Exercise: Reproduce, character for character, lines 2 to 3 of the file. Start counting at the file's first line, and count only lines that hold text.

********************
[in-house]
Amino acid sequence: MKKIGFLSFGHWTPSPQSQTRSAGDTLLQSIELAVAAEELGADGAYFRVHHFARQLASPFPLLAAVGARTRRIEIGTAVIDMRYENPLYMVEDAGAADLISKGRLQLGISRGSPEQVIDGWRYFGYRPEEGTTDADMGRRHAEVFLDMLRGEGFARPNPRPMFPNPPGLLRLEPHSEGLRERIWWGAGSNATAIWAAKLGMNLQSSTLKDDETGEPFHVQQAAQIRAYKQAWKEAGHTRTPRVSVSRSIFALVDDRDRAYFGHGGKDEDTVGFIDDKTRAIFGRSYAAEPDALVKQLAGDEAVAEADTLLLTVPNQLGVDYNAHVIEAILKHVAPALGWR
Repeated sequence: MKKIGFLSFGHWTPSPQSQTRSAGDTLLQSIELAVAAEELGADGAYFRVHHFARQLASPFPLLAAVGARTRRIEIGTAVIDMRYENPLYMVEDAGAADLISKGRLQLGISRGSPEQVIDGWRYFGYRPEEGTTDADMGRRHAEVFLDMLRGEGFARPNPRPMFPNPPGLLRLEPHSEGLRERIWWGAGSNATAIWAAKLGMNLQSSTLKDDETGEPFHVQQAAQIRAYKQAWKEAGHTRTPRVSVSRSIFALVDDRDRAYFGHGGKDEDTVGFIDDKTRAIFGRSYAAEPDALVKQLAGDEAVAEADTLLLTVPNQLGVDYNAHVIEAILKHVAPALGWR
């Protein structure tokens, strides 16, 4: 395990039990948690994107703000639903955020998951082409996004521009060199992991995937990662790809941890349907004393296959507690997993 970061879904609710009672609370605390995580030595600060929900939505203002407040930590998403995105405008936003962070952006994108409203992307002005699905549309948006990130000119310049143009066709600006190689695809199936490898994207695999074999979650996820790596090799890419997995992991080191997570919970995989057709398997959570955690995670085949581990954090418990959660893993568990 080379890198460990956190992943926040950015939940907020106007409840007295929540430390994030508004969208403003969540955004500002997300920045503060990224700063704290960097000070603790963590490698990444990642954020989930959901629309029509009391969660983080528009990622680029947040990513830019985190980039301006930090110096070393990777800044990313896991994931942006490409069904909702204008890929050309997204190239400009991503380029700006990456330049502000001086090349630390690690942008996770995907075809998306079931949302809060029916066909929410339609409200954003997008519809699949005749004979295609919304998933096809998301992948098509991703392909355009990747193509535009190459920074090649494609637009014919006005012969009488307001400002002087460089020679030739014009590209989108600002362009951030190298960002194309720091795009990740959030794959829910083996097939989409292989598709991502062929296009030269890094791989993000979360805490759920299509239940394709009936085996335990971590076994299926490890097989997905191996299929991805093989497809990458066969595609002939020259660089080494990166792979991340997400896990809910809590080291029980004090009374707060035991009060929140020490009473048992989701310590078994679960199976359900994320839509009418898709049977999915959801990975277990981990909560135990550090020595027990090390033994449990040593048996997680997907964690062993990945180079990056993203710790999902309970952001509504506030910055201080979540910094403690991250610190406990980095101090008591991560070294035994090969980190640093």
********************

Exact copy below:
Amino acid sequence: MKKIGFLSFGHWTPSPQSQTRSAGDTLLQSIELAVAAEELGADGAYFRVHHFARQLASPFPLLAAVGARTRRIEIGTAVIDMRYENPLYMVEDAGAADLISKGRLQLGISRGSPEQVIDGWRYFGYRPEEGTTDADMGRRHAEVFLDMLRGEGFARPNPRPMFPNPPGLLRLEPHSEGLRERIWWGAGSNATAIWAAKLGMNLQSSTLKDDETGEPFHVQQAAQIRAYKQAWKEAGHTRTPRVSVSRSIFALVDDRDRAYFGHGGKDEDTVGFIDDKTRAIFGRSYAAEPDALVKQLAGDEAVAEADTLLLTVPNQLGVDYNAHVIEAILKHVAPALGWR
Repeated sequence: MKKIGFLSFGHWTPSPQSQTRSAGDTLLQSIELAVAAEELGADGAYFRVHHFARQLASPFPLLAAVGARTRRIEIGTAVIDMRYENPLYMVEDAGAADLISKGRLQLGISRGSPEQVIDGWRYFGYRPEEGTTDADMGRRHAEVFLDMLRGEGFARPNPRPMFPNPPGLLRLEPHSEGLRERIWWGAGSNATAIWAAKLGMNLQSSTLKDDETGEPFHVQQAAQIRAYKQAWKEAGHTRTPRVSVSRSIFALVDDRDRAYFGHGGKDEDTVGFIDDKTRAIFGRSYAAEPDALVKQLAGDEAVAEADTLLLTVPNQLGVDYNAHVIEAILKHVAPALGWR